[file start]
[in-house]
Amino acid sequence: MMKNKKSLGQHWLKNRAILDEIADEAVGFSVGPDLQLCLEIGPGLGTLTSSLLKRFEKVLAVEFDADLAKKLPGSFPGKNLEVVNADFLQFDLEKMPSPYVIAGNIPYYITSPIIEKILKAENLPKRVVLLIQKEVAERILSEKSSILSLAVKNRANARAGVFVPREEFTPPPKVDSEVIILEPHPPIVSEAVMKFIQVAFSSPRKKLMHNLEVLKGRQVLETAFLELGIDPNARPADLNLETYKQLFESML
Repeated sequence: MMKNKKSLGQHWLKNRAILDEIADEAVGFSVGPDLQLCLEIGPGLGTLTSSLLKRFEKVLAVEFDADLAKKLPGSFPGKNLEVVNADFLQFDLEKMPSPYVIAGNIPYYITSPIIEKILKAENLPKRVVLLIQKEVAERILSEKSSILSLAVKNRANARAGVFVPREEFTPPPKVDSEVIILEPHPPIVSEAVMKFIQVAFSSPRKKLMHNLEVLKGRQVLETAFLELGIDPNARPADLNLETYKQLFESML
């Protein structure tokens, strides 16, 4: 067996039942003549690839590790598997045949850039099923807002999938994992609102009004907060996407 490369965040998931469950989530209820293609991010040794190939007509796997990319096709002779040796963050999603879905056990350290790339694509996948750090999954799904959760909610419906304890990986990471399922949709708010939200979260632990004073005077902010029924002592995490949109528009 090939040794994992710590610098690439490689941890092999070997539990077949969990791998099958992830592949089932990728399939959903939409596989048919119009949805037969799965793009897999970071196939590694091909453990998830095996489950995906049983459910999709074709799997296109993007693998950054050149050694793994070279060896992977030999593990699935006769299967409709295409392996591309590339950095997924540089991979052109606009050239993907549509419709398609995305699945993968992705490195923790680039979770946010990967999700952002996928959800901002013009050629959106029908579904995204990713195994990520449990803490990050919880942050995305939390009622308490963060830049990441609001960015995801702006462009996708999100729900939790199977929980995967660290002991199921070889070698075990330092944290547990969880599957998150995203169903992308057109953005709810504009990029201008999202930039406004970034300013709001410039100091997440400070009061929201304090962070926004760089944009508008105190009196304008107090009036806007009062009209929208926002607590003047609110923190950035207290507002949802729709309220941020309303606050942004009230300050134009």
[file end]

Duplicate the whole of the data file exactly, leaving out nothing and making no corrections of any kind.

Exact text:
[in-house]
Amino acid sequence: MMKNKKSLGQHWLKNRAILDEIADEAVGFSVGPDLQLCLEIGPGLGTLTSSLLKRFEKVLAVEFDADLAKKLPGSFPGKNLEVVNADFLQFDLEKMPSPYVIAGNIPYYITSPIIEKILKAENLPKRVVLLIQKEVAERILSEKSSILSLAVKNRANARAGVFVPREEFTPPPKVDSEVIILEPHPPIVSEAVMKFIQVAFSSPRKKLMHNLEVLKGRQVLETAFLELGIDPNARPADLNLETYKQLFESML
Repeated sequence: MMKNKKSLGQHWLKNRAILDEIADEAVGFSVGPDLQLCLEIGPGLGTLTSSLLKRFEKVLAVEFDADLAKKLPGSFPGKNLEVVNADFLQFDLEKMPSPYVIAGNIPYYITSPIIEKILKAENLPKRVVLLIQKEVAERILSEKSSILSLAVKNRANARAGVFVPREEFTPPPKVDSEVIILEPHPPIVSEAVMKFIQVAFSSPRKKLMHNLEVLKGRQVLETAFLELGIDPNARPADLNLETYKQLFESML
């Protein structure tokens, strides 16, 4: 067996039942003549690839590790598997045949850039099923807002999938994992609102009004907060996407 490369965040998931469950989530209820293609991010040794190939007509796997990319096709002779040796963050999603879905056990350290790339694509996948750090999954799904959760909610419906304890990986990471399922949709708010939200979260632990004073005077902010029924002592995490949109528009 090939040794994992710590610098690439490689941890092999070997539990077949969990791998099958992830592949089932990728399939959903939409596989048919119009949805037969799965793009897999970071196939590694091909453990998830095996489950995906049983459910999709074709799997296109993007693998950054050149050694793994070279060896992977030999593990699935006769299967409709295409392996591309590339950095997924540089991979052109606009050239993907549509419709398609995305699945993968992705490195923790680039979770946010990967999700952002996928959800901002013009050629959106029908579904995204990713195994990520449990803490990050919880942050995305939390009622308490963060830049990441609001960015995801702006462009996708999100729900939790199977929980995967660290002991199921070889070698075990330092944290547990969880599957998150995203169903992308057109953005709810504009990029201008999202930039406004970034300013709001410039100091997440400070009061929201304090962070926004760089944009508008105190009196304008107090009036806007009062009209929208926002607590003047609110923190950035207290507002949802729709309220941020309303606050942004009230300050134009």